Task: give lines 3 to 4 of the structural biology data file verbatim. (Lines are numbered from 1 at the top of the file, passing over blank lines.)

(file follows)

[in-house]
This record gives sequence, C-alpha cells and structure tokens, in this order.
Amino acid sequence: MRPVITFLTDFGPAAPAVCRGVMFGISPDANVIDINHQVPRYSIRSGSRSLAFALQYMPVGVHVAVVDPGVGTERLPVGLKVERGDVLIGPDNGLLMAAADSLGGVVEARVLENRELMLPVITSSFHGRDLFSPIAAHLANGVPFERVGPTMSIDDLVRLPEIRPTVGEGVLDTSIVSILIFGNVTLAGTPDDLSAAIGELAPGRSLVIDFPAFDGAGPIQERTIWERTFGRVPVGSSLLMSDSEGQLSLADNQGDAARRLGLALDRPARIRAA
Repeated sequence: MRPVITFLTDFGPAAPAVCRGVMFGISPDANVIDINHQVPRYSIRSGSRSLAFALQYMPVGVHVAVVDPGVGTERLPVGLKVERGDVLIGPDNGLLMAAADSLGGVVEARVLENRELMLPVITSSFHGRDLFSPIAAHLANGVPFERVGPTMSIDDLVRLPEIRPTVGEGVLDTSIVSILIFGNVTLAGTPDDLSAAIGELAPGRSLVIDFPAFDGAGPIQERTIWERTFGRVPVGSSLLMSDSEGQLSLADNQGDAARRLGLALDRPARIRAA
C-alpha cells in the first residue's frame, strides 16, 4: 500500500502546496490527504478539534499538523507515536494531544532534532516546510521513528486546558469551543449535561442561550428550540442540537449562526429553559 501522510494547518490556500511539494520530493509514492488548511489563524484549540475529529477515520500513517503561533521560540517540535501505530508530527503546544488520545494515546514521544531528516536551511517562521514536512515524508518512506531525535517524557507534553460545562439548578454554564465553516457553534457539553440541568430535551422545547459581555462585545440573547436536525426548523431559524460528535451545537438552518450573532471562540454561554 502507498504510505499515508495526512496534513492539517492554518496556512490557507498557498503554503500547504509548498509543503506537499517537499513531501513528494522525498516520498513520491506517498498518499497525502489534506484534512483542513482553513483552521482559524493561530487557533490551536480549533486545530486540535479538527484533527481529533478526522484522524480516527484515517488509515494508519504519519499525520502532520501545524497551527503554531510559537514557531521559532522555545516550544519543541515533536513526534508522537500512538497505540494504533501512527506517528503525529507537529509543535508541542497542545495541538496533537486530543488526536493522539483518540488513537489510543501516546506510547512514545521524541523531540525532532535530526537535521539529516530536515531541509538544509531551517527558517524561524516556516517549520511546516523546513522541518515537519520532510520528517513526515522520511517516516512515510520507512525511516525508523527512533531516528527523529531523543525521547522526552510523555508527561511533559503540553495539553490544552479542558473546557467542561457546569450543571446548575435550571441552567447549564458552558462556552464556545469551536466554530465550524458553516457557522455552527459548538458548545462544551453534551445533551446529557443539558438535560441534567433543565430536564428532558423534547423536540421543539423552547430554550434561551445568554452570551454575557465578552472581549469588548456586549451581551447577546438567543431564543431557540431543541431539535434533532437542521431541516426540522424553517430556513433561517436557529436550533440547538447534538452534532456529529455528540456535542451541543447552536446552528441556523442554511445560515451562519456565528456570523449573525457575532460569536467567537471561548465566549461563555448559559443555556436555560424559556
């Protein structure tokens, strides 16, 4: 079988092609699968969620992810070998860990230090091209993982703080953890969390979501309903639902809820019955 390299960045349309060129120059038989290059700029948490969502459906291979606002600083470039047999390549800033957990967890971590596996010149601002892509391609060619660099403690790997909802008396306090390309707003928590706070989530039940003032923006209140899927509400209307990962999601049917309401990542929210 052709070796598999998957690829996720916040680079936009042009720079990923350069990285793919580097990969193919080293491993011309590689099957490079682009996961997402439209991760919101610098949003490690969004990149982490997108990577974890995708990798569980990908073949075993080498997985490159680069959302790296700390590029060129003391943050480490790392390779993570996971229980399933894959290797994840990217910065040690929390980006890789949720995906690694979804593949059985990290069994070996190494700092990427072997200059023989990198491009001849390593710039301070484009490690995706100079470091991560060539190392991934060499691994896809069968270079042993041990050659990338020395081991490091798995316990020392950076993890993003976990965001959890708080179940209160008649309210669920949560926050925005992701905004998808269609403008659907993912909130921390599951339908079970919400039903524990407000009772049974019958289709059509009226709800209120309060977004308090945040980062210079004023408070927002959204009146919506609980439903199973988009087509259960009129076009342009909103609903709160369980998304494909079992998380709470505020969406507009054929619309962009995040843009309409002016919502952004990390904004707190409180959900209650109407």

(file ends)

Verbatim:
Amino acid sequence: MRPVITFLTDFGPAAPAVCRGVMFGISPDANVIDINHQVPRYSIRSGSRSLAFALQYMPVGVHVAVVDPGVGTERLPVGLKVERGDVLIGPDNGLLMAAADSLGGVVEARVLENRELMLPVITSSFHGRDLFSPIAAHLANGVPFERVGPTMSIDDLVRLPEIRPTVGEGVLDTSIVSILIFGNVTLAGTPDDLSAAIGELAPGRSLVIDFPAFDGAGPIQERTIWERTFGRVPVGSSLLMSDSEGQLSLADNQGDAARRLGLALDRPARIRAA
Repeated sequence: MRPVITFLTDFGPAAPAVCRGVMFGISPDANVIDINHQVPRYSIRSGSRSLAFALQYMPVGVHVAVVDPGVGTERLPVGLKVERGDVLIGPDNGLLMAAADSLGGVVEARVLENRELMLPVITSSFHGRDLFSPIAAHLANGVPFERVGPTMSIDDLVRLPEIRPTVGEGVLDTSIVSILIFGNVTLAGTPDDLSAAIGELAPGRSLVIDFPAFDGAGPIQERTIWERTFGRVPVGSSLLMSDSEGQLSLADNQGDAARRLGLALDRPARIRAA